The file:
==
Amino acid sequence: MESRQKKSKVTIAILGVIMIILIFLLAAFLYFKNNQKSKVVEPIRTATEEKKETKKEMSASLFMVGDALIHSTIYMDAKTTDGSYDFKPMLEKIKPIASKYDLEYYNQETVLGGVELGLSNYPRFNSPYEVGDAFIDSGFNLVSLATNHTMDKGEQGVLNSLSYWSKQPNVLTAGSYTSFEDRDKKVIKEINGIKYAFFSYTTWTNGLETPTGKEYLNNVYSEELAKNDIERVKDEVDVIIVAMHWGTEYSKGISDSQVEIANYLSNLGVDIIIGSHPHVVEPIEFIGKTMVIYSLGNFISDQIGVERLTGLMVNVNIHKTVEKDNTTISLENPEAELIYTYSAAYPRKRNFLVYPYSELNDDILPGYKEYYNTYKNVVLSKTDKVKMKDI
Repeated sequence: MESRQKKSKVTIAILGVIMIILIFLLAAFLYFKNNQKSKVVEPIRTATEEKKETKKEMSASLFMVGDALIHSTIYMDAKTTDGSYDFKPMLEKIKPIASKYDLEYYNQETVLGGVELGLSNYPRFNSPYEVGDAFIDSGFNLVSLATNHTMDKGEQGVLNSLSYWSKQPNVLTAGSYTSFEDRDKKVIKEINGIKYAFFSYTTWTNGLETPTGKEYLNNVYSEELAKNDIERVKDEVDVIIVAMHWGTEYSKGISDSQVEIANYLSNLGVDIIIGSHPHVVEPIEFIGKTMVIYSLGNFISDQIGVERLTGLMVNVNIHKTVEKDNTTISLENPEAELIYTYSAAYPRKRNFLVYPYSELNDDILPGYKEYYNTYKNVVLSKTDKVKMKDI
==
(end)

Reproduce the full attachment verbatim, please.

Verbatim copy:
Amino acid sequence: MESRQKKSKVTIAILGVIMIILIFLLAAFLYFKNNQKSKVVEPIRTATEEKKETKKEMSASLFMVGDALIHSTIYMDAKTTDGSYDFKPMLEKIKPIASKYDLEYYNQETVLGGVELGLSNYPRFNSPYEVGDAFIDSGFNLVSLATNHTMDKGEQGVLNSLSYWSKQPNVLTAGSYTSFEDRDKKVIKEINGIKYAFFSYTTWTNGLETPTGKEYLNNVYSEELAKNDIERVKDEVDVIIVAMHWGTEYSKGISDSQVEIANYLSNLGVDIIIGSHPHVVEPIEFIGKTMVIYSLGNFISDQIGVERLTGLMVNVNIHKTVEKDNTTISLENPEAELIYTYSAAYPRKRNFLVYPYSELNDDILPGYKEYYNTYKNVVLSKTDKVKMKDI
Repeated sequence: MESRQKKSKVTIAILGVIMIILIFLLAAFLYFKNNQKSKVVEPIRTATEEKKETKKEMSASLFMVGDALIHSTIYMDAKTTDGSYDFKPMLEKIKPIASKYDLEYYNQETVLGGVELGLSNYPRFNSPYEVGDAFIDSGFNLVSLATNHTMDKGEQGVLNSLSYWSKQPNVLTAGSYTSFEDRDKKVIKEINGIKYAFFSYTTWTNGLETPTGKEYLNNVYSEELAKNDIERVKDEVDVIIVAMHWGTEYSKGISDSQVEIANYLSNLGVDIIIGSHPHVVEPIEFIGKTMVIYSLGNFISDQIGVERLTGLMVNVNIHKTVEKDNTTISLENPEAELIYTYSAAYPRKRNFLVYPYSELNDDILPGYKEYYNTYKNVVLSKTDKVKMKDI